PEOPLE v. NIXON

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Supreme Court, Appellate Division, Second Department, New York.

The PEOPLE, etc., respondent, v. Saul NIXON, appellant.

Decided: September 26, 2005

THOMAS A. ADAMS, J.P., STEPHEN G. CRANE, GLORIA GOLDSTEIN, and PETER B. SKELOS, JJ. Alireza Dilmaghani, New York, N.Y., for appellant. Richard A. Brown, District Attorney, Kew Gardens, N.Y. (John M. Castellano, Sharon Y. Brodt, and Jennifer Etkin of counsel of counsel), for respondent.

Appeal by the defendant from a judgment of the Supreme Court, Queens County (Rosengarten, J.), rendered November 7, 2002, convicting him of criminal sale of a controlled substance in the third degree, upon a jury verdict, and imposing sentence.

ORDERED that the judgment is affirmed.

 The defendant's challenge to the legal sufficiency of the evidence is unpreserved for appellate review (see CPL 470.05[2];  People v. Gray, 86 N.Y.2d 10, 19-21, 629 N.Y.S.2d 173, 652 N.E.2d 919).   In any event, viewing the evidence in the light most favorable to the prosecution (see People v. Contes, 60 N.Y.2d 620, 467 N.Y.S.2d 349, 454 N.E.2d 932), we find that it was legally sufficient to establish the defendant's identity and guilt beyond a reasonable doubt (see People v. McFadden, 18 A.D.3d 782, 795 N.Y.S.2d 452).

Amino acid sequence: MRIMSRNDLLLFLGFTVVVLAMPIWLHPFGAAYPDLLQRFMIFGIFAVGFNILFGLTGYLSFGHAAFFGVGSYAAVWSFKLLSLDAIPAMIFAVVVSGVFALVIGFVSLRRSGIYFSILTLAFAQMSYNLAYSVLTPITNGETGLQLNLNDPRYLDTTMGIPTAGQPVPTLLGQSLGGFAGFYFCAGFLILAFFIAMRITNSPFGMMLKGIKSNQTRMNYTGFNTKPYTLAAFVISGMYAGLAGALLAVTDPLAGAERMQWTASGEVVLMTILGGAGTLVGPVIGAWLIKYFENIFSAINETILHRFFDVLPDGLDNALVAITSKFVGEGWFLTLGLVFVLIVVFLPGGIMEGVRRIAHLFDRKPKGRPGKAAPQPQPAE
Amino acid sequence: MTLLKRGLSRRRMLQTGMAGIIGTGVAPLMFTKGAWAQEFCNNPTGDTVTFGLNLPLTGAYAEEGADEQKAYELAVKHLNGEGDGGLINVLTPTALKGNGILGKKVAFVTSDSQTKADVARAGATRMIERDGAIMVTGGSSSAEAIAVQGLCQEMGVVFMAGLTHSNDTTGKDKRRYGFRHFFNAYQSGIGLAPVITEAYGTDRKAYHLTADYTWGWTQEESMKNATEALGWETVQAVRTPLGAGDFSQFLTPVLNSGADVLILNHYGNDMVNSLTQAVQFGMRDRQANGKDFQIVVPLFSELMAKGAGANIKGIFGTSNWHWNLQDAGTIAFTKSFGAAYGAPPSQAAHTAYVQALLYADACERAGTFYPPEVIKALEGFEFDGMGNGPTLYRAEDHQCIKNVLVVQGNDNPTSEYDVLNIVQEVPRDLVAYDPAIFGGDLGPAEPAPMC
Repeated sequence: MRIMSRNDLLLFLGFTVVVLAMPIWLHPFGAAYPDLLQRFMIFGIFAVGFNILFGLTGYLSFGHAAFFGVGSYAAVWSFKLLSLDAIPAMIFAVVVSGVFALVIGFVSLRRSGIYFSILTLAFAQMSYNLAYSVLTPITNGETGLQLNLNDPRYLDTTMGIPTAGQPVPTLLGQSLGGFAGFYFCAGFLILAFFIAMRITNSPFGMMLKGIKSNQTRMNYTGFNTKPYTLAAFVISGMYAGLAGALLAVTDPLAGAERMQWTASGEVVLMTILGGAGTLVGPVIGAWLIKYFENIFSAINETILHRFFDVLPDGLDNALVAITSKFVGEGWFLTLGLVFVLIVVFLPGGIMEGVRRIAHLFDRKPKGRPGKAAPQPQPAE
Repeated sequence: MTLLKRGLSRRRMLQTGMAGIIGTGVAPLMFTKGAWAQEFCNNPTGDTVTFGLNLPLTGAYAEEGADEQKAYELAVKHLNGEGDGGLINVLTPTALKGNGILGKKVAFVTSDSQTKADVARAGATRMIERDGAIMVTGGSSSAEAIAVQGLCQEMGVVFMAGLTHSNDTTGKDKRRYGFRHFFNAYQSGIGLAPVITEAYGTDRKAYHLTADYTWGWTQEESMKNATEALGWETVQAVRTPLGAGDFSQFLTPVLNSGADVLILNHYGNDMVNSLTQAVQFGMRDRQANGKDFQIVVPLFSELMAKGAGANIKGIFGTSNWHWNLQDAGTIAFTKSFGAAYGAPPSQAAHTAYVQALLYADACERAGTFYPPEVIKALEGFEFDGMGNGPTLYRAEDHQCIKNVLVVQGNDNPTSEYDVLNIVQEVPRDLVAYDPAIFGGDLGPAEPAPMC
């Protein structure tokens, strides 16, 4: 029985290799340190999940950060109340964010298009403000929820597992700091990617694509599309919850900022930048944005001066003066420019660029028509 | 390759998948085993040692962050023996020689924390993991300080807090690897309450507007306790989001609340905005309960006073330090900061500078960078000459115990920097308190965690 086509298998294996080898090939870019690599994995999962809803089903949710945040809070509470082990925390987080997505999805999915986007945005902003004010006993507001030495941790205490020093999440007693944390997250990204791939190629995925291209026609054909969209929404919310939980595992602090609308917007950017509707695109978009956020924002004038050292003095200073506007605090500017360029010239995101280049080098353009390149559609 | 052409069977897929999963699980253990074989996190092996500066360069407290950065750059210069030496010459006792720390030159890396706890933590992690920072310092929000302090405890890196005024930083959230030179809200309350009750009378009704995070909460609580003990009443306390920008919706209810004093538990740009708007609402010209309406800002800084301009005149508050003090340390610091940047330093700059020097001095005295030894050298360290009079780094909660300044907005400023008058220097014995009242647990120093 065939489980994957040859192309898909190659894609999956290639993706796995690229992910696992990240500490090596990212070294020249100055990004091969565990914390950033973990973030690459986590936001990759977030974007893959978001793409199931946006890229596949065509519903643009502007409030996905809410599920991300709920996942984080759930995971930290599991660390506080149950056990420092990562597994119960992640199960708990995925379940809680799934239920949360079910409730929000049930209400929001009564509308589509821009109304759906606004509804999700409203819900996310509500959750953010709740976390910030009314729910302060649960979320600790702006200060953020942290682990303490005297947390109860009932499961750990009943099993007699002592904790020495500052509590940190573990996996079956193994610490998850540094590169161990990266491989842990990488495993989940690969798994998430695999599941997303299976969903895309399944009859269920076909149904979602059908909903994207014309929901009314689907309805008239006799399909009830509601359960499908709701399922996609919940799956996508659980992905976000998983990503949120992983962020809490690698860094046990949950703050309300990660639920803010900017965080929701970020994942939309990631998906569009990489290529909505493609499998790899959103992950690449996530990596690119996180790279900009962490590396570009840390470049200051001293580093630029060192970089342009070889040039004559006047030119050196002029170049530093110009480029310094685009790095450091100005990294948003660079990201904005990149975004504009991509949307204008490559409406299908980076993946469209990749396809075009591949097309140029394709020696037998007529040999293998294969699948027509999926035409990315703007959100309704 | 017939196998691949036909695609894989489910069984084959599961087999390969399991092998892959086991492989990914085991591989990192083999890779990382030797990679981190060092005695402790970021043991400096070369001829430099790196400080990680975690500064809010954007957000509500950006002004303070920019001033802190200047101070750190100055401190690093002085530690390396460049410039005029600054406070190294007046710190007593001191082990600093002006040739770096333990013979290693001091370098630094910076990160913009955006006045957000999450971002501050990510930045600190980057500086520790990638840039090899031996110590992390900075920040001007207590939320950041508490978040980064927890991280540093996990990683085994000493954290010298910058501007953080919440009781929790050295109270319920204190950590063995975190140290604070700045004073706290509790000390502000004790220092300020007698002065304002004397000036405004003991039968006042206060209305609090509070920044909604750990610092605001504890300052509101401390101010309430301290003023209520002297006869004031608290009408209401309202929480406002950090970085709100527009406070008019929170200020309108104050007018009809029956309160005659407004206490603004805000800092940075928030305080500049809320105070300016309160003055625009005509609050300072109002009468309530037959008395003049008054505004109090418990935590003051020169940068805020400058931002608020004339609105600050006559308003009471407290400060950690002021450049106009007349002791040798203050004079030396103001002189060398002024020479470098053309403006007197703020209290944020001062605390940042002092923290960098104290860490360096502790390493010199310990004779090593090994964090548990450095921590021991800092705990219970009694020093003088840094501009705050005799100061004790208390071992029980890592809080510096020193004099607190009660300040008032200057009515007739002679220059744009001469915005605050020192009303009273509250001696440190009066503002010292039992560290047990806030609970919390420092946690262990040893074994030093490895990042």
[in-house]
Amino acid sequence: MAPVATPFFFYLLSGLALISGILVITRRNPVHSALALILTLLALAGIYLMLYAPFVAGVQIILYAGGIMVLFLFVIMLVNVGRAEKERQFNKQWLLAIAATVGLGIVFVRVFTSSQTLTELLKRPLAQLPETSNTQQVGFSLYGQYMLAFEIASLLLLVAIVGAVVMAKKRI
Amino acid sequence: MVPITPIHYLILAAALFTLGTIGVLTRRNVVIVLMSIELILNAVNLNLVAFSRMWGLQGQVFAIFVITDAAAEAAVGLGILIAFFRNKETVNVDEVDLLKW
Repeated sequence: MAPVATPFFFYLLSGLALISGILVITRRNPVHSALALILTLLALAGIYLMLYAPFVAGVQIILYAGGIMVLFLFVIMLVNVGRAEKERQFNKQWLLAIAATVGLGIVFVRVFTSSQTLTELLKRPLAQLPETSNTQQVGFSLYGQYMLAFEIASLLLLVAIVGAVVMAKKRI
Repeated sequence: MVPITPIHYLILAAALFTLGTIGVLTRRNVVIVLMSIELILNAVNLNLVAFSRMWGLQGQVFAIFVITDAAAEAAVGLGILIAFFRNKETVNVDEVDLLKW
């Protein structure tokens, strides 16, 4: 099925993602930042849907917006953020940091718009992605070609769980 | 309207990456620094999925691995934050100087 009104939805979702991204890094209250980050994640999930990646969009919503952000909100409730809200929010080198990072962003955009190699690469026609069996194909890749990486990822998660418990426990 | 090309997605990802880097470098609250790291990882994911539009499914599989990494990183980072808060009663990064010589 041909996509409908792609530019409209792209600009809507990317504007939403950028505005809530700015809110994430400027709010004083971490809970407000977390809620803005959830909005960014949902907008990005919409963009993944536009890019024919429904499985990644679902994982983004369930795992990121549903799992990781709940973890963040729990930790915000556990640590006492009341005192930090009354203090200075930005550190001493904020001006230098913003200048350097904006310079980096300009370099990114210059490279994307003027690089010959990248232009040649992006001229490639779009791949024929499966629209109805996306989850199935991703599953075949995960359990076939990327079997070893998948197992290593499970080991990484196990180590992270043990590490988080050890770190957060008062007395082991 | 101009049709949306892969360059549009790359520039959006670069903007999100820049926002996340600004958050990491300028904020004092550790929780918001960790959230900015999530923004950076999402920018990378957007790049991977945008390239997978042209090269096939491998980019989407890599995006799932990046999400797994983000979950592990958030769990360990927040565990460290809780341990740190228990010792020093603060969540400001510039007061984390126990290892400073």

Moreover, resolution of issues of credibility, as well as the weight to be accorded to the evidence presented, are primarily questions to be determined by the trier of fact, which saw and heard the witnesses (see People v. Bleakley, 69 N.Y.2d 490, 494-495, 515 N.Y.S.2d 761, 508 N.E.2d 672).   Its determination should be accorded great weight on appeal and should not be disturbed unless clearly unsupported by the record (see People v. Torres, 282 A.D.2d 481, 722 N.Y.S.2d 414;  People v. Garafolo, 44 A.D.2d 86, 353 N.Y.S.2d 500).   Upon the exercise of our factual review power, we are satisfied that the verdict of guilt was not against the weight of the evidence (see CPL 470.15[5] ).

 We also reject the defendant's assertion that he was denied the effective assistance of counsel.  “To prevail on a claim of ineffective assistance of counsel, it is incumbent on defendant to demonstrate the absence of strategic or other legitimate explanations for counsel's” alleged failures in representation (People v. Rivera, 71 N.Y.2d 705, 709, 530 N.Y.S.2d 52, 525 N.E.2d 698).   The defendant failed to do so.

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